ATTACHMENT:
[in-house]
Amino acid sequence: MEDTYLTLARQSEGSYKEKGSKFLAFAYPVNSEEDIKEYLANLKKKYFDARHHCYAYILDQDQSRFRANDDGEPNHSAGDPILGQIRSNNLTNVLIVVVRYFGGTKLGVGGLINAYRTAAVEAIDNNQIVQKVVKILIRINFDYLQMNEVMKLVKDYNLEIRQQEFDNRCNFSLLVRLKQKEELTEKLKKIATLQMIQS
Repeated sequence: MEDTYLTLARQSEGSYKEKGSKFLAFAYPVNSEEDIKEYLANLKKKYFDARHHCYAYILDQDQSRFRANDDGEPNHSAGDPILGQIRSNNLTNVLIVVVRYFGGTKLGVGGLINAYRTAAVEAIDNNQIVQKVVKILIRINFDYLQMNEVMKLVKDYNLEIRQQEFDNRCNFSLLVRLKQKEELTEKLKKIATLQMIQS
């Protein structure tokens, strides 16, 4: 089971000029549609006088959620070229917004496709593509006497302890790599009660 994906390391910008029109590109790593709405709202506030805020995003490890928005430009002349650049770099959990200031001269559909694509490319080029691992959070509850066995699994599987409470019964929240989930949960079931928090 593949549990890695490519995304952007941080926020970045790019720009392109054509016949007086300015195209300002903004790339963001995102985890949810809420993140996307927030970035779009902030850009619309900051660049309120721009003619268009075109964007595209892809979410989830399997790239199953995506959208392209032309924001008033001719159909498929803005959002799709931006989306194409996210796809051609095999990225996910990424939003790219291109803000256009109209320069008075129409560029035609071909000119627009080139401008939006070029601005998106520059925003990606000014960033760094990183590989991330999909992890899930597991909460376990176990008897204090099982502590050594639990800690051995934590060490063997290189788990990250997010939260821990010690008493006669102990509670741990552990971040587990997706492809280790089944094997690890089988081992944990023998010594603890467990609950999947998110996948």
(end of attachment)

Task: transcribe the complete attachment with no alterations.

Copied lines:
[in-house]
Amino acid sequence: MEDTYLTLARQSEGSYKEKGSKFLAFAYPVNSEEDIKEYLANLKKKYFDARHHCYAYILDQDQSRFRANDDGEPNHSAGDPILGQIRSNNLTNVLIVVVRYFGGTKLGVGGLINAYRTAAVEAIDNNQIVQKVVKILIRINFDYLQMNEVMKLVKDYNLEIRQQEFDNRCNFSLLVRLKQKEELTEKLKKIATLQMIQS
Repeated sequence: MEDTYLTLARQSEGSYKEKGSKFLAFAYPVNSEEDIKEYLANLKKKYFDARHHCYAYILDQDQSRFRANDDGEPNHSAGDPILGQIRSNNLTNVLIVVVRYFGGTKLGVGGLINAYRTAAVEAIDNNQIVQKVVKILIRINFDYLQMNEVMKLVKDYNLEIRQQEFDNRCNFSLLVRLKQKEELTEKLKKIATLQMIQS
């Protein structure tokens, strides 16, 4: 089971000029549609006088959620070229917004496709593509006497302890790599009660 994906390391910008029109590109790593709405709202506030805020995003490890928005430009002349650049770099959990200031001269559909694509490319080029691992959070509850066995699994599987409470019964929240989930949960079931928090 593949549990890695490519995304952007941080926020970045790019720009392109054509016949007086300015195209300002903004790339963001995102985890949810809420993140996307927030970035779009902030850009619309900051660049309120721009003619268009075109964007595209892809979410989830399997790239199953995506959208392209032309924001008033001719159909498929803005959002799709931006989306194409996210796809051609095999990225996910990424939003790219291109803000256009109209320069008075129409560029035609071909000119627009080139401008939006070029601005998106520059925003990606000014960033760094990183590989991330999909992890899930597991909460376990176990008897204090099982502590050594639990800690051995934590060490063997290189788990990250997010939260821990010690008493006669102990509670741990552990971040587990997706492809280790089944094997690890089988081992944990023998010594603890467990609950999947998110996948």